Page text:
Wednesday, July 6, 2016

Rich School, Poor School and Distributive Justice in New Jersey

by Brian T. Lynch, MSW

Governor Chris Christie can sound persuasive when he wants to lower taxes for the rich. He calls his latest effort the "Fairness Formula" for public school funding. In defense of this initiative he wrote a commentary in the Star Ledger newspaper on July 3, 2016. In it he said the 31 economically disadvantaged Abbot districts (plaintiffs in a prior class action suit) get "grossly disproportionate" amounts of state school aid, and that urban districts spend disproportionately "more on education that most other districts". His answer is to give every student in New Jersey an equal share of state aid no matter whether their parents are rich or poor. It seems obvious that the Fair Funding proposal is an attempt to give more tax breaks to his wealthy constituents. The fairness of  "Abbott" school funding has already been litigated and decided by the NJ Supreme court. But what about the claim that urban districts pay disproportionately more to educate children?

Trying to compare property taxes in New Jersey is a daunting task. The General Tax Rate used to actually calculate your tax bill is relative to the percentage of assessed valuation in every town. In some towns home values reflect current market rates and property taxes are assessed at 100% of full value.  In other towns property re-evaluations aren't current and property tax rates are based on less than 100% full the full market values.The General Tax Rates goes up as assessed home values dip below current market values, according to somewhat arbitrary municipal decisions.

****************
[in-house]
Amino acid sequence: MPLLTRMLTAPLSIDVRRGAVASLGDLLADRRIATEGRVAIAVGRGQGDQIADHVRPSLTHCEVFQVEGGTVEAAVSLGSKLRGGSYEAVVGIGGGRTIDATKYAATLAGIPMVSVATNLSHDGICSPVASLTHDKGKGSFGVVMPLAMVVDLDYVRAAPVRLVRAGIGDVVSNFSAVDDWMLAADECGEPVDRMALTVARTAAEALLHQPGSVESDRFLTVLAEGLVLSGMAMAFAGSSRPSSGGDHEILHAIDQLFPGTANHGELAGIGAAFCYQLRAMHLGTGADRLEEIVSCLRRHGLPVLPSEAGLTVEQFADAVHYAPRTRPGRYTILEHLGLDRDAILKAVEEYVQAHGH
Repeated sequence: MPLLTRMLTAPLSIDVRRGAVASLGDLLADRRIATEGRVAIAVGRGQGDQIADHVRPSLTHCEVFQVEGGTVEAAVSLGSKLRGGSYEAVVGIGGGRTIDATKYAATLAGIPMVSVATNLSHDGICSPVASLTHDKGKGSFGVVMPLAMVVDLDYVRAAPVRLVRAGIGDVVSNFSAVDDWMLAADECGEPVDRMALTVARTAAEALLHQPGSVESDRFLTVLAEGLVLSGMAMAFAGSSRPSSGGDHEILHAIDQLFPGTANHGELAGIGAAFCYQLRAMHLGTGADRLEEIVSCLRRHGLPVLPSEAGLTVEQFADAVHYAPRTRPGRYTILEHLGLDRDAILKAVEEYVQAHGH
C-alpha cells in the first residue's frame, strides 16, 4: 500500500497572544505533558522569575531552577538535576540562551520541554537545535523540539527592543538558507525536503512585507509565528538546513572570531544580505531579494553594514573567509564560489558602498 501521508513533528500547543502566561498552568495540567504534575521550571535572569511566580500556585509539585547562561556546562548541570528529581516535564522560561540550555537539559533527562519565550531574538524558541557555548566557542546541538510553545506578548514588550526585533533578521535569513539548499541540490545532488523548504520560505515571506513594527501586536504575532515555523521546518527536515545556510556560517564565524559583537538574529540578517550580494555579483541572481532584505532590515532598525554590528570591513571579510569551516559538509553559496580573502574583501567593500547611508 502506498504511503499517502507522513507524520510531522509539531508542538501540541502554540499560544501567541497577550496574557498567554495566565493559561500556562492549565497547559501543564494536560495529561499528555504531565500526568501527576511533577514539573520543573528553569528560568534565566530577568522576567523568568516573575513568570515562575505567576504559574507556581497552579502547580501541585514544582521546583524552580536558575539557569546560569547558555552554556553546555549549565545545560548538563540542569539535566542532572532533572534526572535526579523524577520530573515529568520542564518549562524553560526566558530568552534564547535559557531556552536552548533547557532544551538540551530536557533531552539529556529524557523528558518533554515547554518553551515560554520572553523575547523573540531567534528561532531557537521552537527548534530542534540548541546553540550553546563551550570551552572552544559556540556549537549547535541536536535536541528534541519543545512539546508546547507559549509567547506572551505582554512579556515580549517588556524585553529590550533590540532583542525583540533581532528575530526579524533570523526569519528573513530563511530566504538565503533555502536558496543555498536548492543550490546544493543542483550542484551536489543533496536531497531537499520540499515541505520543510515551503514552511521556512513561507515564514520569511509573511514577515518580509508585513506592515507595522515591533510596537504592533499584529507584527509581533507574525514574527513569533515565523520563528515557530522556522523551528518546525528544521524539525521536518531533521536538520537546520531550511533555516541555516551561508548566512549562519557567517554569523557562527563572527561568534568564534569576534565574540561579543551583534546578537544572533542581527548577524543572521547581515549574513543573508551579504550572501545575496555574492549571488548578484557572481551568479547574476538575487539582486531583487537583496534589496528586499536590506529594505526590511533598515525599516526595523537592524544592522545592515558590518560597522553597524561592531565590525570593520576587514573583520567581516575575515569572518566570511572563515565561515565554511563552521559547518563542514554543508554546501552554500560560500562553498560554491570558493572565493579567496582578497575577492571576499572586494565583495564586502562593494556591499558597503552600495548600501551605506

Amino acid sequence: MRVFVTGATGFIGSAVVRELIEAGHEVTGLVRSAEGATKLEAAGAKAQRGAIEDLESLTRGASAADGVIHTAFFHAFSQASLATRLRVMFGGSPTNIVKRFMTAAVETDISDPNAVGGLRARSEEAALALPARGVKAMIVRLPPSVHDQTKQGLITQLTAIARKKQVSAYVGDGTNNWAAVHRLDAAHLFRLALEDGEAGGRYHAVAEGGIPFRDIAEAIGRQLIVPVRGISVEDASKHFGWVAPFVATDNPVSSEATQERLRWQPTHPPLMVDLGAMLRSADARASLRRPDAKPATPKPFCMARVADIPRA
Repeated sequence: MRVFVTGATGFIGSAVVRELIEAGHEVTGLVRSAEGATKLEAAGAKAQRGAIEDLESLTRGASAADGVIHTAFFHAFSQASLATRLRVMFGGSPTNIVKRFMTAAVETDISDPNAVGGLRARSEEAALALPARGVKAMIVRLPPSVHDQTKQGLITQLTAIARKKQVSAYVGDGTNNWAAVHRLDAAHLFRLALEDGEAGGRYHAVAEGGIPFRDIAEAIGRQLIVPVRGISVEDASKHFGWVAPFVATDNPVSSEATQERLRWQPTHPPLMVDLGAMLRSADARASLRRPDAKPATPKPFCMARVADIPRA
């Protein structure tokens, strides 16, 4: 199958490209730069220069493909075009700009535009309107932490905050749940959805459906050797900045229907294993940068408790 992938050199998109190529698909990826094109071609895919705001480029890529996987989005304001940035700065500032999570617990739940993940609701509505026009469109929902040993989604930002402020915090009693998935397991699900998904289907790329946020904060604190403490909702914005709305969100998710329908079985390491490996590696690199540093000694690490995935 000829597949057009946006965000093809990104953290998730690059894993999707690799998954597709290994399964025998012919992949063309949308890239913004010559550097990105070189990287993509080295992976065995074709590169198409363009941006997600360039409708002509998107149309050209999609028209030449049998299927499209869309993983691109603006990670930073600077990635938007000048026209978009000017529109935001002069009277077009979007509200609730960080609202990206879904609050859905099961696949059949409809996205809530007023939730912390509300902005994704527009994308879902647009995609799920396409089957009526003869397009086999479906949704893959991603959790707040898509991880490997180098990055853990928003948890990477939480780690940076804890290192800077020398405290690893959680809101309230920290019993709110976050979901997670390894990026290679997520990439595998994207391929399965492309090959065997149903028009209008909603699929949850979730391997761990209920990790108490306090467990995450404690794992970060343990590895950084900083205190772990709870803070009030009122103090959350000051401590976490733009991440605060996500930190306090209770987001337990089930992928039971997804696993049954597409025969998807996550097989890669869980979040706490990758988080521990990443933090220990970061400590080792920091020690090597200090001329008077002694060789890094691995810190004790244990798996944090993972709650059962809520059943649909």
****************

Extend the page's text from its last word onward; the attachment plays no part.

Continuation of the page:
The Effective Tax Rate, on the other hand, is a statistical calculations of what the rate would be if every home was assessed at 100% of market value. It allows a more direct comparison of tax rates from one town to the next. This is the property tax rate I will use, along with current home market values and current median family income, to show that New Jersey's current state aid formulas do an adequate job of at least balancing the tax burden between our biggest urban centers and our wealthier school districts.

A further complication to remember here is that school budgets get folded into the municipal budgets for property tax collection purposes. On average, about 52% of the municipal budget is spend on public education. In urban districts, and especially poor districts, the cost of municipal services is higher than in suburban. The greater needs and higher costs in urban municipal services eat into the revenue available for public education. In Newark, for example, the schools portion of the budget makes up 29% of the budget while in Hillsborough the school portion is 67% of the budget. 

.As discussed in prior posts, residential property values are a poor indicator of family wealth. Wealthy families may own multiple homes and other lucrative investments while poor families may have very little equity in their home. The current market value of the home is also not a good reflection of the residents disposable income. Poor folks or retirees may live in a home they have owned for many years before local real estate values, and property taxes, skyrocketed. A families median household income is a much better indicator of their ability to pay property taxes then is the assessed value of their home.